Emotions Of Ww1 Essay

1282 words - 6 pages

History is insipidly defined as the study of past events. However, every historian knows that history is more than a mere compilation of facts; it is the study of humanity. Every menial task we do in life is driven by something we overlook frequently: emotion. Emotions are the foundation of our lives, and are capable of altering our nature and actions. Consequently, to truly understand an event in history, we must delve into the emotions experienced, which act as the true human motivators. Throughout its atrocious duration, the Great War was filled with distinctive emotions ranging from anger all the way to sympathy and hope.

One of the most prevalent and influential emotions that caused ...view middle of the document...

Hence, on July 28, 1914 Austria Hungary declared war on Serbia, which had a “Domino Effect” all around Europe.

This “Domino Effect”, which turned what could have been Austrian-Serbian war into a world war, was driven by sympathy and loyalty. The Russians supported their young brother Serbia, feeling sympathetic and obligated to not let their fellow Slavs down again as they had in the Bosnian Crisis of 1908. Likewise, Germany demonstrated loyalty to their ally Austria-Hungary by giving them a “Blank Check” on July 5, pledging unconditional support. Signs of desperation were then seen in the Willy-Nicky telegrams in which cousins Wilhelm II of Germany and Tsar Nicholas II of Russia attempted to prevent the war. However, this was too late as Russia had already began mobilizing, and so Germany who were loyal to allies Austria Hungary declared war on Russia and France. Thus, Germany implemented their “Schliefen Plan” which was driven by German fear of encirclement and a two-front war. As a result, Germany invaded Belgium in order to achieve their goal of swiftly defeating France. However, in 1839 Britain had promised to defend Belgian neutrality, and so now felt sympathetic and obligated to help Belgium. Likewise, Britain had to be loyal to their fellow allies France and Russia, and so joined the war on August 4.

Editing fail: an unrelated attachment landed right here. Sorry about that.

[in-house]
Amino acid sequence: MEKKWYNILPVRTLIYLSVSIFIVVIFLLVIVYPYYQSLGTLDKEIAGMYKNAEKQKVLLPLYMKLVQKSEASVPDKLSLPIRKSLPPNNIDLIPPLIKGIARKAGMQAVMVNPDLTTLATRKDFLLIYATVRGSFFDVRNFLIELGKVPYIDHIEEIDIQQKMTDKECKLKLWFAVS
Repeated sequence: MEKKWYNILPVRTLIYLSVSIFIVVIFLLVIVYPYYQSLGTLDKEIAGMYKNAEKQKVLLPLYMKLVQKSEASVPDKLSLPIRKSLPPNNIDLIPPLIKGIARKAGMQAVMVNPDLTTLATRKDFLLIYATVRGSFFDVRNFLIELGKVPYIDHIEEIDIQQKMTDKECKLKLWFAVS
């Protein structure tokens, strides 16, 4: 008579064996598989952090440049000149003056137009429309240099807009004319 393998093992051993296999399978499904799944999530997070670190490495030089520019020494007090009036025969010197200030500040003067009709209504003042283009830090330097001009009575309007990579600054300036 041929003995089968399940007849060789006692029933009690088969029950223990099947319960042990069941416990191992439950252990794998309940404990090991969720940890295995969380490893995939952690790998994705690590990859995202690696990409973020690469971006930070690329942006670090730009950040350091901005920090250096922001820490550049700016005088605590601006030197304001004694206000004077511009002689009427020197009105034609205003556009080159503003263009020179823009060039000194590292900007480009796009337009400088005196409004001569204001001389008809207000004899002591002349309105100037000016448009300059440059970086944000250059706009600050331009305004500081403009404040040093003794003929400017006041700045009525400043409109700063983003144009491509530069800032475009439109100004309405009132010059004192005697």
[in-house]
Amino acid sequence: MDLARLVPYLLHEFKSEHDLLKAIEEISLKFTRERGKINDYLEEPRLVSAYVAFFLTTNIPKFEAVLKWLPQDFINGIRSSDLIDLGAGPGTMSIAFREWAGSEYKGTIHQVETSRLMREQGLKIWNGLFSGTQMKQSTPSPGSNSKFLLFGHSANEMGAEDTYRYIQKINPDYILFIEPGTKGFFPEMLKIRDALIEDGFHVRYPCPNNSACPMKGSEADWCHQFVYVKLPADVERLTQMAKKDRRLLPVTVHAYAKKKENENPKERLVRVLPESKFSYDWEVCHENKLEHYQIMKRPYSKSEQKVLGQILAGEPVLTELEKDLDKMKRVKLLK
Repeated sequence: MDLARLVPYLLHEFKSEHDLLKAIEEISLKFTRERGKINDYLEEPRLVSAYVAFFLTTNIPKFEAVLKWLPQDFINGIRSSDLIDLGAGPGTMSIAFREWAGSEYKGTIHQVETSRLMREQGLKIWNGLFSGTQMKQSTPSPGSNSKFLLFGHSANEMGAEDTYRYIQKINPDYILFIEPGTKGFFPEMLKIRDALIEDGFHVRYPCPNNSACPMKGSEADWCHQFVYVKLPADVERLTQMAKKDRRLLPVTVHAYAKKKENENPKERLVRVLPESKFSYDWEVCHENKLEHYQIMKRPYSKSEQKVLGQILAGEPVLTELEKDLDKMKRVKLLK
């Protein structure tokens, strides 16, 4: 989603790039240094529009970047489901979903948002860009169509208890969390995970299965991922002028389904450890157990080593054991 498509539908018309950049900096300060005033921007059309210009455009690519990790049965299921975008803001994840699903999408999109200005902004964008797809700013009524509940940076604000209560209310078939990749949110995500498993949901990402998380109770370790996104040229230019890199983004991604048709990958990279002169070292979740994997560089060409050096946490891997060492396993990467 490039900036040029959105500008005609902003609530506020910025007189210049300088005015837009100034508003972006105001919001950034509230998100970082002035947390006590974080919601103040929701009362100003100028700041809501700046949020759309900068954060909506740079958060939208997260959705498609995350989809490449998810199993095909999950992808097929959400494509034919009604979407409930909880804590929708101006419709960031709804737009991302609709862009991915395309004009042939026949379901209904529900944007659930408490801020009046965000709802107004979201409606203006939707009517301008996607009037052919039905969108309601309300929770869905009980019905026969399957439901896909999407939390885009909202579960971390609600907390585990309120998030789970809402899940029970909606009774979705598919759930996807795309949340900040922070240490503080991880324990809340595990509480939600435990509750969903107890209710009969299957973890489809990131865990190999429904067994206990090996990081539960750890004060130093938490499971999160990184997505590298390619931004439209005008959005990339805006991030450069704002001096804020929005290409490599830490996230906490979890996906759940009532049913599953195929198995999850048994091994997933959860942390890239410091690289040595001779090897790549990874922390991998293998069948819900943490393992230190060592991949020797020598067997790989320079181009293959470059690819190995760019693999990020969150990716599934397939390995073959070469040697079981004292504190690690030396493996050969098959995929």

Now that the war had commenced, new emotions arose which began to dictate the path of the war. Emotions such as pride and hope were at their peak as men rushed out onto the battlefield in the name of their country. This sense of nationalism and hope was vital not only on the battlefield but also on the home front. These emotions served as the primary motivation for the women left the duty of running their countries and simultaneously aiding and providing for the men out on the battlefield. The Germans began the war quite optimistically and confidently (as they had previously crushed the French in the Franco-Prussian war in 1870), with the Kaiser promising, “You will be home before the leaves have fallen”. However, this only lasted until the Battle of the Marne in September 1914, in which Germany was driven back, giving the French time to reinforce by digging trenches. Hence, this changed the nature of the war and all hopes for a short war were forgotten. This new way of fighting known as Trench Warfare required a new mentality and even fiercer emotions in order to combat depressive emotions generated from war. While soldiers in the trenches watched their fellow country men die beside them, they could do nothing more than hope that they would survive and triumph for the sake of their loved ones and their nation. As G.K Chesterton explained, “The true soldier fights not because he hates what is in front of him, but because he loves what is...

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